In conclusion, I would like to emphasise that the PGA is only one of the arenas where migrant organisations and networks based in Europe are participating. We have also participated in the World Social Forums as well as in the European Social Forums. And over the decades, migrant organizations have created a proud history of struggles for equal rights and against racism and all forms of xenophobia. This has been our very important contribution to the progressive movements in Europe, even as it also links us to our struggles in our home countries.
We are linking our immediate, local campaigns for migrant rights with the emerging broad movements which struggle for jobs and decent work for everyone and resist the sweeping cuts to Public services which the governments all over Europe are imposing on workers and citizens as well as migrants - making us pay for the crisis which we did not make.
We aim to change the structures and institutions of the global market and to nurture the initiatives that indicate that another world is possible. And as Arundati Roy, the Indian novelist said at the World Social Forum in Mumbai “Another World is possible, and if we listen closely enough…we will hear her breathing”.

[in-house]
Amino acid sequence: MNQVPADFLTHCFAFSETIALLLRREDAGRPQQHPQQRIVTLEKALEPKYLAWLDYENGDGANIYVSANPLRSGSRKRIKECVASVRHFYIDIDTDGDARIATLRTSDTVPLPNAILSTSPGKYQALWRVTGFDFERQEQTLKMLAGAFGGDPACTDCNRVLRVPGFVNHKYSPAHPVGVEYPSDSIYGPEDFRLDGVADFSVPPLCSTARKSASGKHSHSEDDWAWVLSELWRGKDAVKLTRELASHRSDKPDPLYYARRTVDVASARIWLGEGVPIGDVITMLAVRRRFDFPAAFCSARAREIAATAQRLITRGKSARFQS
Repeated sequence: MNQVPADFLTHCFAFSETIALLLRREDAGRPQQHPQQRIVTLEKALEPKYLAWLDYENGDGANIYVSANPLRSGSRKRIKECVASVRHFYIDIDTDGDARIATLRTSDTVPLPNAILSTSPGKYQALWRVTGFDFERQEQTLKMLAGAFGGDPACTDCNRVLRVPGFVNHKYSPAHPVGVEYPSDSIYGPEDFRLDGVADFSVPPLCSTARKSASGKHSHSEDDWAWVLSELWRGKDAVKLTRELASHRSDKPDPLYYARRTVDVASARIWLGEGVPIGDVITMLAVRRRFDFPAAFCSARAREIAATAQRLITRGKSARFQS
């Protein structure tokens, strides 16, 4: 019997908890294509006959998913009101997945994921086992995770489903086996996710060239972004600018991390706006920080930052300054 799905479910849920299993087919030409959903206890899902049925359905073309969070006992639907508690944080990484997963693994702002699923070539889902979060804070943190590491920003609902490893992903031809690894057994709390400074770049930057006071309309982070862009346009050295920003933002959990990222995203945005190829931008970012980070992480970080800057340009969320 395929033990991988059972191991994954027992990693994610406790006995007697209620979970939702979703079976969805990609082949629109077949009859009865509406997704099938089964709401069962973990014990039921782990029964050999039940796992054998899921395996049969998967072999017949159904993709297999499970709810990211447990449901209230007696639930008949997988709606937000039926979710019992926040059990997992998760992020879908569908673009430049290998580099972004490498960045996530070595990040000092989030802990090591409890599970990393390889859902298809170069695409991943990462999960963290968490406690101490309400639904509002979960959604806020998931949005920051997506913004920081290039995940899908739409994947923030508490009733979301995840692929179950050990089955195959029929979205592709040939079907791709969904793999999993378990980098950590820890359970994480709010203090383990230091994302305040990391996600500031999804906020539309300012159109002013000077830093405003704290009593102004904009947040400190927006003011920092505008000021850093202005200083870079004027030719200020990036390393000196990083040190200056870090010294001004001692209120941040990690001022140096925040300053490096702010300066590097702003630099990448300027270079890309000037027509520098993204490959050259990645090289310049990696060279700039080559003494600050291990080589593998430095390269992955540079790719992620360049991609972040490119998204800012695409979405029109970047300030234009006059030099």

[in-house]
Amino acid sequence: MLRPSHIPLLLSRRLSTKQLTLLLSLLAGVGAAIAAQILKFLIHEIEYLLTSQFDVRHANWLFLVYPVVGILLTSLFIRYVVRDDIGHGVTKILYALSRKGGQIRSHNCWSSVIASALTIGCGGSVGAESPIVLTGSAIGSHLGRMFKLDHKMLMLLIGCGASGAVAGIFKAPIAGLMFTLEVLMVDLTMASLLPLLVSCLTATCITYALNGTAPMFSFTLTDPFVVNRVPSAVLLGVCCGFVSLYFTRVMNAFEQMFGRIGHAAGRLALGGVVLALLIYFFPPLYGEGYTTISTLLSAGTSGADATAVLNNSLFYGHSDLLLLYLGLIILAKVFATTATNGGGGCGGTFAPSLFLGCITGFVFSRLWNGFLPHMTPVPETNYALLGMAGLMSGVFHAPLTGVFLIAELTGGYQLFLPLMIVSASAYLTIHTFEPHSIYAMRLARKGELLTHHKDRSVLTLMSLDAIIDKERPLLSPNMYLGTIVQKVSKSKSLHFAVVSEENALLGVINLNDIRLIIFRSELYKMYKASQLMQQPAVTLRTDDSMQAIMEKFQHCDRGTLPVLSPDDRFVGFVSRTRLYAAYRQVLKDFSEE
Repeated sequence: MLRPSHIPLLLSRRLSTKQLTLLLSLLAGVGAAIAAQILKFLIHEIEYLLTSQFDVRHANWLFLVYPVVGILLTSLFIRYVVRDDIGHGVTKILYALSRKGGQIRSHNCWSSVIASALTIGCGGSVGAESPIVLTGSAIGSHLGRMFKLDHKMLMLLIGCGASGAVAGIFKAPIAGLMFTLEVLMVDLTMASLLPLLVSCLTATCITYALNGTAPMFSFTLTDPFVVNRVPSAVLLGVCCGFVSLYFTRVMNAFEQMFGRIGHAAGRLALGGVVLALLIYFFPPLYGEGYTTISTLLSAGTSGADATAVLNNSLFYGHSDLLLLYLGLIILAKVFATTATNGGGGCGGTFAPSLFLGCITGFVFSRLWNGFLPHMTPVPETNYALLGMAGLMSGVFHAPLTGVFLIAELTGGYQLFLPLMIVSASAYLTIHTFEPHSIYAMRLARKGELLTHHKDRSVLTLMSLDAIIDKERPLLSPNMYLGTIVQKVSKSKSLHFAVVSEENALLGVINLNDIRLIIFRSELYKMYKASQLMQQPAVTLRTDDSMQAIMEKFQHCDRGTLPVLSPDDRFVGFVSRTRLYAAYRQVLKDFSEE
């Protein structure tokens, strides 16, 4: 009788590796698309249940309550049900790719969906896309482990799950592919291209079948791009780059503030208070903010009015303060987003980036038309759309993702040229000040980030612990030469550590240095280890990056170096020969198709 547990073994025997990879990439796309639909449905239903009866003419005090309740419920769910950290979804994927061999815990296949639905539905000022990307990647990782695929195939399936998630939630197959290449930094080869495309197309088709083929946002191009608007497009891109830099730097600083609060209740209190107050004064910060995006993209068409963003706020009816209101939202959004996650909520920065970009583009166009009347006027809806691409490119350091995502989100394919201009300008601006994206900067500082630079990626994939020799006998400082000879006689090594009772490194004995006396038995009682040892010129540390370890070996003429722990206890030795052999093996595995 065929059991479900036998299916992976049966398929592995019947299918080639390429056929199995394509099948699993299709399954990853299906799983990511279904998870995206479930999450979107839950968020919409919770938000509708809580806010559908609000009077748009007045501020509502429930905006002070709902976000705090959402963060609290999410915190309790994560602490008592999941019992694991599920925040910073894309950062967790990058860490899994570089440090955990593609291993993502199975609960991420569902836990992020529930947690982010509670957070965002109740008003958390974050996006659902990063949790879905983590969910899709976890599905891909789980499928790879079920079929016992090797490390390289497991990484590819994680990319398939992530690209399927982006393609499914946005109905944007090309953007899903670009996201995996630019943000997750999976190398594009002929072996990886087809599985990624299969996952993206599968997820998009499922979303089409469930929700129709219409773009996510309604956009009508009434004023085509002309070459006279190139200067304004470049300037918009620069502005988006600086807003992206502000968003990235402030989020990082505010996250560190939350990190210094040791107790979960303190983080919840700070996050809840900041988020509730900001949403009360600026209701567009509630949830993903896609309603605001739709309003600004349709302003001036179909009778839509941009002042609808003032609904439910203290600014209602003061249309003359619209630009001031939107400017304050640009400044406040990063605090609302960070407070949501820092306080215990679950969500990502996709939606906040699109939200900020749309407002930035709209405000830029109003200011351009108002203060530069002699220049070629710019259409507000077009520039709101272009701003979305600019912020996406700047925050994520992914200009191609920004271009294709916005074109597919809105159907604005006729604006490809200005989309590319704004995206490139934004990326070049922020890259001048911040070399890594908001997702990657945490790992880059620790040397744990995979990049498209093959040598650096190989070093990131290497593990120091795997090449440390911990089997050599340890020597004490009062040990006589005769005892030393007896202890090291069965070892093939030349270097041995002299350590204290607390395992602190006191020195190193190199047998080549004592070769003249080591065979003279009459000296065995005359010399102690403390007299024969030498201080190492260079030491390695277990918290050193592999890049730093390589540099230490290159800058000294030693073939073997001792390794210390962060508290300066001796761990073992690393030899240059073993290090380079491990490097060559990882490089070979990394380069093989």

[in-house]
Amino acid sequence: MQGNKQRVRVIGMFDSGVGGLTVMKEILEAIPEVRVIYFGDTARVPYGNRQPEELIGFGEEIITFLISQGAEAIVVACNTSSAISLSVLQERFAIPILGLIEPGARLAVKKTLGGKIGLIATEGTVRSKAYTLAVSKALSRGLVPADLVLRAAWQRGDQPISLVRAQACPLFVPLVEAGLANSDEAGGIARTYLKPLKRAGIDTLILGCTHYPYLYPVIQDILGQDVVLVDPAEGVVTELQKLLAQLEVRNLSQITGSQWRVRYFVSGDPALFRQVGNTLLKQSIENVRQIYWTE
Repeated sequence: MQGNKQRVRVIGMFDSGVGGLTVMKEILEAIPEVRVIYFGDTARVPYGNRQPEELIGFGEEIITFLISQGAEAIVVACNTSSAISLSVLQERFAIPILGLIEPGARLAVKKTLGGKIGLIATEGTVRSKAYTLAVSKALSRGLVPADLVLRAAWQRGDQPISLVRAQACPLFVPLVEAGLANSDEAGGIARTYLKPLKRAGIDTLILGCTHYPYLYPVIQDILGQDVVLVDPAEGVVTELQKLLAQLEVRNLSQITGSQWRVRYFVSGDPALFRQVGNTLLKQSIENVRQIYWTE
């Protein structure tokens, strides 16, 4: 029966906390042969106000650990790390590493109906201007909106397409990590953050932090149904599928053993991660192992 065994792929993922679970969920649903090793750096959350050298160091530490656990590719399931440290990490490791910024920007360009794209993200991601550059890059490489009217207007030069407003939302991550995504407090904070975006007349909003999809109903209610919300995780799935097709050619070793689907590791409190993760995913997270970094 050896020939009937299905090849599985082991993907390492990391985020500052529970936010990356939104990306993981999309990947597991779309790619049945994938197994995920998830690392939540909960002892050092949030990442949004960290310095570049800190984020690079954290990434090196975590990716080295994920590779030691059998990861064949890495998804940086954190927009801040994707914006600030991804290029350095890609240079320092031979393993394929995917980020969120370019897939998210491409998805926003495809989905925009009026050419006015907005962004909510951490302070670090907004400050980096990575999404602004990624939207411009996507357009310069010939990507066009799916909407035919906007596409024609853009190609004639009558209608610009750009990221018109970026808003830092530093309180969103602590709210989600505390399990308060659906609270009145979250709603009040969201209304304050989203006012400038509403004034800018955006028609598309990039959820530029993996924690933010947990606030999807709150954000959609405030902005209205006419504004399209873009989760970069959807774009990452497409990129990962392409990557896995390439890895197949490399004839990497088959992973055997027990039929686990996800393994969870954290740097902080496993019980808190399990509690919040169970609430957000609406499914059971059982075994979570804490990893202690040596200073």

Transnational Migrant Platform EWG PGA 2010
Dates of the Common days of Action:
- Asia-Europe People’s Forum – Brussels October 2-5, 2010
- October 7-10, 2010 - Migration World Social Forum 4, Quito
- People’s Global Action – Mexico November 2-5, 2010
- Climate Summit – People’s Parallel Forum, Mexico December 2010
- December 10-18, 2010 – Migrant Action Week
- March 19, 2011 – Anti-Racism Day
- ILC July 2011 – Convention on Domestic Work